For the past several years, I’ve attempted to watch as many Oscar-nominated films as possible, and for the past two years I have written reviews of each film and posted them to this blog. Alas, I always run out of time and cannot see everything. This year’ ceremony has been delayed and the nominees are yet to be announced, giving me a chance to get an oxymoronic late jump-start on this year’s anticipated nominees. Today we cover…
The Trial of the Chicago 7
[5 nominations for Best Picture, Best Original Screenplay, Best Cinematography, Best Film Editing, and Best Supporting Actor (Sacha Baron Cohen)]
Holy hell. That movie was AMAZING. I’m so used to sitting through these best picture nominees every year and going “that was ok, but… best picture? It was fine, but… best?” Not this year! This film was phenomenal. Praiseworthy. Nearly perfect. I LOVED it.
I’ll start by saying I have a love-hate relationship with Aaron Sorkin. When he hits, he really hits. When he misses, well… let’s just say, I’m left underwhelmed. For me personally I feel like there are certain stories and executions that lend themselves well to Sorkin’s overly verbose fast-talking melodramatic flair. Sometimes he overdoes it. Sometimes it doesn’t quite fit the moment. Beautiful patriotic speeches worked wonder on the West Wing or in A Few Good Men; whereas Studio 60 and Moneyball took themselves too seriously. Even in his best work, the speeches can be a bit old. I was a bit worried early in the film; a young, attractive, talented prosecutor (played by the young attractive talented actor Joseph Gordon Levitt), gets called into the attorney general’s office, and starts by quietly reacting and saying “sir” while an over-the-top politician screamed at him. I got flashbacks to West Wing where, despite my love for the show, I couldn’t help but eventually get sick of this tired dynamic (why do people say “sir” to one anther so much in Sorkin’s brain?!). But that was subtle, and didn’t last long. There was only one moment in the entire film where I went “Ah ha! Now THERE’S a Sorkin speech!” The defendants were arguing amongst themselves when one of them launched into a shpiel about trying to look respectable for the sake of eventual electability, etc. Josh Lyman basically had wandered onto the set and ranted for a bit, then disappeared in a poof of smoke to be replaced by Eddie Ryman. For Sorkin fans, it was just the right-sized bite to satisfy without distracting. Indeed, overall, the writing in this film was superb and 100% on point. Solid Sorkin. Well done.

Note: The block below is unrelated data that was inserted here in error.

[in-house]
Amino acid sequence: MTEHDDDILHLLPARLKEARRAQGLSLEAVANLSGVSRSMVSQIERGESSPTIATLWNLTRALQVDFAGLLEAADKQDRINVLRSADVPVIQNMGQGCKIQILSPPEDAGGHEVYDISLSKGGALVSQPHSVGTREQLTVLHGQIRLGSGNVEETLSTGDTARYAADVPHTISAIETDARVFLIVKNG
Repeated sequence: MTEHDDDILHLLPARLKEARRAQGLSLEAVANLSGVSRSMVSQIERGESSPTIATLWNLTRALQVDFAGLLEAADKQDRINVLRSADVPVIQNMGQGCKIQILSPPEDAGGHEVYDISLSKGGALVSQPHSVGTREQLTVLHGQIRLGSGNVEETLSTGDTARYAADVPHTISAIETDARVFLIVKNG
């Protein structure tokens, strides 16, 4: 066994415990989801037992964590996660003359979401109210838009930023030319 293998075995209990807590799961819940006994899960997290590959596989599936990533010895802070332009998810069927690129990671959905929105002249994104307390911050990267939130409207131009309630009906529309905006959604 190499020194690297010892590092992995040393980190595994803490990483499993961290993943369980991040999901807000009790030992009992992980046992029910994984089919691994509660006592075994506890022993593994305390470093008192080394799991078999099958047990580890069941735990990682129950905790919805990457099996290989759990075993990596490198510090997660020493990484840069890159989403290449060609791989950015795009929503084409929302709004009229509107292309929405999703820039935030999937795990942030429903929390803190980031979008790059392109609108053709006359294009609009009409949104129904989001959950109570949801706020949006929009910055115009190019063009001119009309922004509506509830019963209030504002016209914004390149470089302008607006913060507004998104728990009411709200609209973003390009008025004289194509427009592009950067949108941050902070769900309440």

The film starts a fast-paced montage of historic clips and a running monologue introducing us to 6 of our 8 defendants, all playing over raging rock music and building tension and excitement. Juxtapose this intro with the intro from One Night in Miami, and the difference is night and day. One Night in Miami gave us long dialogue-driven intros to our various ensemble members that fell kinda flat. But Chicago 7 effectively did the same thing with only a couple seconds, covering a film’s worth of complex content in just a few short minutes, and while getting the audience super excited for the upcoming experience. It was amazing. Indeed, the rest of the film then continued to effortlessly skillful at balancing tension, humor, drama, and horror with stunning precision. We occilate from absurdity to drama without ever getting whiplash. And we. feel. every. single. emotion. We feel it. Maybe the closeness to recent historical events amplify these emotions (no, not maybe- definitely). This is absolutely true in the riot scenes, where my stomach churned with flashbacks of the past several weeks watching Capitol Riot footage. In both cases, I already know the casualty count, and yet… in both cases I feel real anguish and fear. But even the less-relatable scenes packed a punch. The movie ends with a super-dramatic, over-the-top speech that should have felt ridiculous. It was projected from a mile away; we knew it was coming. People start hooting and hollering and the music is screaming at us THIS IS THE DRAMATIC ENDING and the judge is banging his gavel and the bad guys become the good guys and it should have been the dumbest ending ever. But it wasn’t. It was incredible, and I have no problem admitting that I was 100% on board with that cheese train after having ridden it through so many dark and scary tunnels.